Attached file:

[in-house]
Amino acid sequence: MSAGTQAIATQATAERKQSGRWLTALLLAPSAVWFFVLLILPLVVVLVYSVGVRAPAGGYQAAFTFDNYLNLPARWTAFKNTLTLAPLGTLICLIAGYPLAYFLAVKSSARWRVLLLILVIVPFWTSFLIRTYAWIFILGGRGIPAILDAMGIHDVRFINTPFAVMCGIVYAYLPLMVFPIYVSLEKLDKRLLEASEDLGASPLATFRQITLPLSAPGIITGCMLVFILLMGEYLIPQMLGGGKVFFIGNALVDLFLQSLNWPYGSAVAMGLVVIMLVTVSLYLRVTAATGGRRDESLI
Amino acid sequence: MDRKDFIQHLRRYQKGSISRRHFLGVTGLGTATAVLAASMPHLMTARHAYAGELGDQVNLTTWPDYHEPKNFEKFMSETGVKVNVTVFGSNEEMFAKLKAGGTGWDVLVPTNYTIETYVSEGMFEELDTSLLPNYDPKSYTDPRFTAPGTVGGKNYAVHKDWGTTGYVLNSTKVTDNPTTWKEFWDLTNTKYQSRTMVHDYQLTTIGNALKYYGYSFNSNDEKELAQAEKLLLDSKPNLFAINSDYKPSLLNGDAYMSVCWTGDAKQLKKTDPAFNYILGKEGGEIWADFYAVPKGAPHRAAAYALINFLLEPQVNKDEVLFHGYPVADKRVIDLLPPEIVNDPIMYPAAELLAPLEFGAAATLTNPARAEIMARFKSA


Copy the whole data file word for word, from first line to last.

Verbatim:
[in-house]
Amino acid sequence: MSAGTQAIATQATAERKQSGRWLTALLLAPSAVWFFVLLILPLVVVLVYSVGVRAPAGGYQAAFTFDNYLNLPARWTAFKNTLTLAPLGTLICLIAGYPLAYFLAVKSSARWRVLLLILVIVPFWTSFLIRTYAWIFILGGRGIPAILDAMGIHDVRFINTPFAVMCGIVYAYLPLMVFPIYVSLEKLDKRLLEASEDLGASPLATFRQITLPLSAPGIITGCMLVFILLMGEYLIPQMLGGGKVFFIGNALVDLFLQSLNWPYGSAVAMGLVVIMLVTVSLYLRVTAATGGRRDESLI
Amino acid sequence: MDRKDFIQHLRRYQKGSISRRHFLGVTGLGTATAVLAASMPHLMTARHAYAGELGDQVNLTTWPDYHEPKNFEKFMSETGVKVNVTVFGSNEEMFAKLKAGGTGWDVLVPTNYTIETYVSEGMFEELDTSLLPNYDPKSYTDPRFTAPGTVGGKNYAVHKDWGTTGYVLNSTKVTDNPTTWKEFWDLTNTKYQSRTMVHDYQLTTIGNALKYYGYSFNSNDEKELAQAEKLLLDSKPNLFAINSDYKPSLLNGDAYMSVCWTGDAKQLKKTDPAFNYILGKEGGEIWADFYAVPKGAPHRAAAYALINFLLEPQVNKDEVLFHGYPVADKRVIDLLPPEIVNDPIMYPAAELLAPLEFGAAATLTNPARAEIMARFKSA